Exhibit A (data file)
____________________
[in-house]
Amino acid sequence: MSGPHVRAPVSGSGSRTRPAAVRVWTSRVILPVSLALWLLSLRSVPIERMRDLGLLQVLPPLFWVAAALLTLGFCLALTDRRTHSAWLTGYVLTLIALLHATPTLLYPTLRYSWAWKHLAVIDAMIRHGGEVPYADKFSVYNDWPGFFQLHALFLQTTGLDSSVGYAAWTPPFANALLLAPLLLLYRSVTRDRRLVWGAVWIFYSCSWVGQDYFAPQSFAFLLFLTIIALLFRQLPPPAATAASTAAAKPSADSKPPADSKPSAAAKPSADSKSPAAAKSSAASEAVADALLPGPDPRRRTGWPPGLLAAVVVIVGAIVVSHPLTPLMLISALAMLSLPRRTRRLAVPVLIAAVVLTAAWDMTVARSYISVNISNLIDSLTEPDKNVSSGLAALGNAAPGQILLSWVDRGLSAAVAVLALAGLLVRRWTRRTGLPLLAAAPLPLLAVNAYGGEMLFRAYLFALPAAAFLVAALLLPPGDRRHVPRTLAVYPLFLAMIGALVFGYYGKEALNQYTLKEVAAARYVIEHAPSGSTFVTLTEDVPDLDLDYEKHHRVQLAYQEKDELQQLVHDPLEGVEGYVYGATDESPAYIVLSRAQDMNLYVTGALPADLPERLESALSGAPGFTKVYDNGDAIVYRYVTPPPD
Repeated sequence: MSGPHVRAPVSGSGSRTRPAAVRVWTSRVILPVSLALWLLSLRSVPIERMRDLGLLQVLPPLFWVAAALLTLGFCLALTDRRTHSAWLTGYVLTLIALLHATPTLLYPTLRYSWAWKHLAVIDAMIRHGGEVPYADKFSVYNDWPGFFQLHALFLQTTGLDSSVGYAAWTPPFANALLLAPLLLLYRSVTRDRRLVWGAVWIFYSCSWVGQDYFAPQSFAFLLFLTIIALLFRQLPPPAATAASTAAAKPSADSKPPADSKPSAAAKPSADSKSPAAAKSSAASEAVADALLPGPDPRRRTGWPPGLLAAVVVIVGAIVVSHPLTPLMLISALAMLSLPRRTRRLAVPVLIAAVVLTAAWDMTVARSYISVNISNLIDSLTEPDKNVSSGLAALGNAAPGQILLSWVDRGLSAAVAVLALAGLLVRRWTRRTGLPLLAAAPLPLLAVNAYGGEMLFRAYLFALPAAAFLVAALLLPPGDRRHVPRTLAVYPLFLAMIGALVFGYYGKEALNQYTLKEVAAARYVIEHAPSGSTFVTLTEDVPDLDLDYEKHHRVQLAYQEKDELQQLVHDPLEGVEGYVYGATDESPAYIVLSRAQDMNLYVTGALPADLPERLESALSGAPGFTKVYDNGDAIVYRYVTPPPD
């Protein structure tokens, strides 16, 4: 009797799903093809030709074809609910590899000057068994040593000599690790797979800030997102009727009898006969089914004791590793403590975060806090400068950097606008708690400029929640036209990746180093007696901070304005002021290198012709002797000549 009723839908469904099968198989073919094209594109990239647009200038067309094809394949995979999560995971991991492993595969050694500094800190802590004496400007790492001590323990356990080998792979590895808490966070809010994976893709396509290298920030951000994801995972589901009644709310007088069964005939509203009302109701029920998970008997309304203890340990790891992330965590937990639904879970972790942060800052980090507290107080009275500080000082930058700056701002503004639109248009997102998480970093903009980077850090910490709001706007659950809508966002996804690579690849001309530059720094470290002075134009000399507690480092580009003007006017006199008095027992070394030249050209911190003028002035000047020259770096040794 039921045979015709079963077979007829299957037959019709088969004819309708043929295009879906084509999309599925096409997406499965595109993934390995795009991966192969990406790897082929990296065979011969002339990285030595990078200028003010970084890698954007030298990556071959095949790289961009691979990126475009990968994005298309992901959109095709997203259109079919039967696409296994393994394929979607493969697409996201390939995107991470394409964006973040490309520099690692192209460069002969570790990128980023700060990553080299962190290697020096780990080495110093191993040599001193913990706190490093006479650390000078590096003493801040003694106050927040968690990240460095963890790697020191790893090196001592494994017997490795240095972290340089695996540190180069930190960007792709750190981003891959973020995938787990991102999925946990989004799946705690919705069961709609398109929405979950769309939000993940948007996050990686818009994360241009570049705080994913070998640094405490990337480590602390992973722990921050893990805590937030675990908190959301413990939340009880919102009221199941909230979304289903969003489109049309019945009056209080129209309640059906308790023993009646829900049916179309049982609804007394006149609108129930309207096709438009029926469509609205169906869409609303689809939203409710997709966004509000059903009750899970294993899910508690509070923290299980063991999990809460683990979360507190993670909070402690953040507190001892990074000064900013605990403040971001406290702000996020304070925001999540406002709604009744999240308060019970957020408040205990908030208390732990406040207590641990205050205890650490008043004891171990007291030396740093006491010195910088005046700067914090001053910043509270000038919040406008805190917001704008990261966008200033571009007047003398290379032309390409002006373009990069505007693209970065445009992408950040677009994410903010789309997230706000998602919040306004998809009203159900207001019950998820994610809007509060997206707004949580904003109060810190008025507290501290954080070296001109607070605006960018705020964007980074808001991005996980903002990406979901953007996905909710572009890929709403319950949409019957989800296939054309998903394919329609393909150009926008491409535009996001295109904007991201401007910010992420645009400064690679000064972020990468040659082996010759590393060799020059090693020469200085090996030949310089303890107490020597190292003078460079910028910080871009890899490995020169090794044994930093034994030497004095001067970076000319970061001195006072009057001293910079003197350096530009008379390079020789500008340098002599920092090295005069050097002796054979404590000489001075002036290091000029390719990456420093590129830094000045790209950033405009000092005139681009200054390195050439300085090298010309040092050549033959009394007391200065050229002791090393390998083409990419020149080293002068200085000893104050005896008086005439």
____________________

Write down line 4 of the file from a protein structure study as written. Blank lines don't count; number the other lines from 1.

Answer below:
């Protein structure tokens, strides 16, 4: 009797799903093809030709074809609910590899000057068994040593000599690790797979800030997102009727009898006969089914004791590793403590975060806090400068950097606008708690400029929640036209990746180093007696901070304005002021290198012709002797000549 009723839908469904099968198989073919094209594109990239647009200038067309094809394949995979999560995971991991492993595969050694500094800190802590004496400007790492001590323990356990080998792979590895808490966070809010994976893709396509290298920030951000994801995972589901009644709310007088069964005939509203009302109701029920998970008997309304203890340990790891992330965590937990639904879970972790942060800052980090507290107080009275500080000082930058700056701002503004639109248009997102998480970093903009980077850090910490709001706007659950809508966002996804690579690849001309530059720094470290002075134009000399507690480092580009003007006017006199008095027992070394030249050209911190003028002035000047020259770096040794 039921045979015709079963077979007829299957037959019709088969004819309708043929295009879906084509999309599925096409997406499965595109993934390995795009991966192969990406790897082929990296065979011969002339990285030595990078200028003010970084890698954007030298990556071959095949790289961009691979990126475009990968994005298309992901959109095709997203259109079919039967696409296994393994394929979607493969697409996201390939995107991470394409964006973040490309520099690692192209460069002969570790990128980023700060990553080299962190290697020096780990080495110093191993040599001193913990706190490093006479650390000078590096003493801040003694106050927040968690990240460095963890790697020191790893090196001592494994017997490795240095972290340089695996540190180069930190960007792709750190981003891959973020995938787990991102999925946990989004799946705690919705069961709609398109929405979950769309939000993940948007996050990686818009994360241009570049705080994913070998640094405490990337480590602390992973722990921050893990805590937030675990908190959301413990939340009880919102009221199941909230979304289903969003489109049309019945009056209080129209309640059906308790023993009646829900049916179309049982609804007394006149609108129930309207096709438009029926469509609205169906869409609303689809939203409710997709966004509000059903009750899970294993899910508690509070923290299980063991999990809460683990979360507190993670909070402690953040507190001892990074000064900013605990403040971001406290702000996020304070925001999540406002709604009744999240308060019970957020408040205990908030208390732990406040207590641990205050205890650490008043004891171990007291030396740093006491010195910088005046700067914090001053910043509270000038919040406008805190917001704008990261966008200033571009007047003398290379032309390409002006373009990069505007693209970065445009992408950040677009994410903010789309997230706000998602919040306004998809009203159900207001019950998820994610809007509060997206707004949580904003109060810190008025507290501290954080070296001109607070605006960018705020964007980074808001991005996980903002990406979901953007996905909710572009890929709403319950949409019957989800296939054309998903394919329609393909150009926008491409535009996001295109904007991201401007910010992420645009400064690679000064972020990468040659082996010759590393060799020059090693020469200085090996030949310089303890107490020597190292003078460079910028910080871009890899490995020169090794044994930093034994030497004095001067970076000319970061001195006072009057001293910079003197350096530009008379390079020789500008340098002599920092090295005069050097002796054979404590000489001075002036290091000029390719990456420093590129830094000045790209950033405009000092005139681009200054390195050439300085090298010309040092050549033959009394007391200065050229002791090393390998083409990419020149080293002068200085000893104050005896008086005439």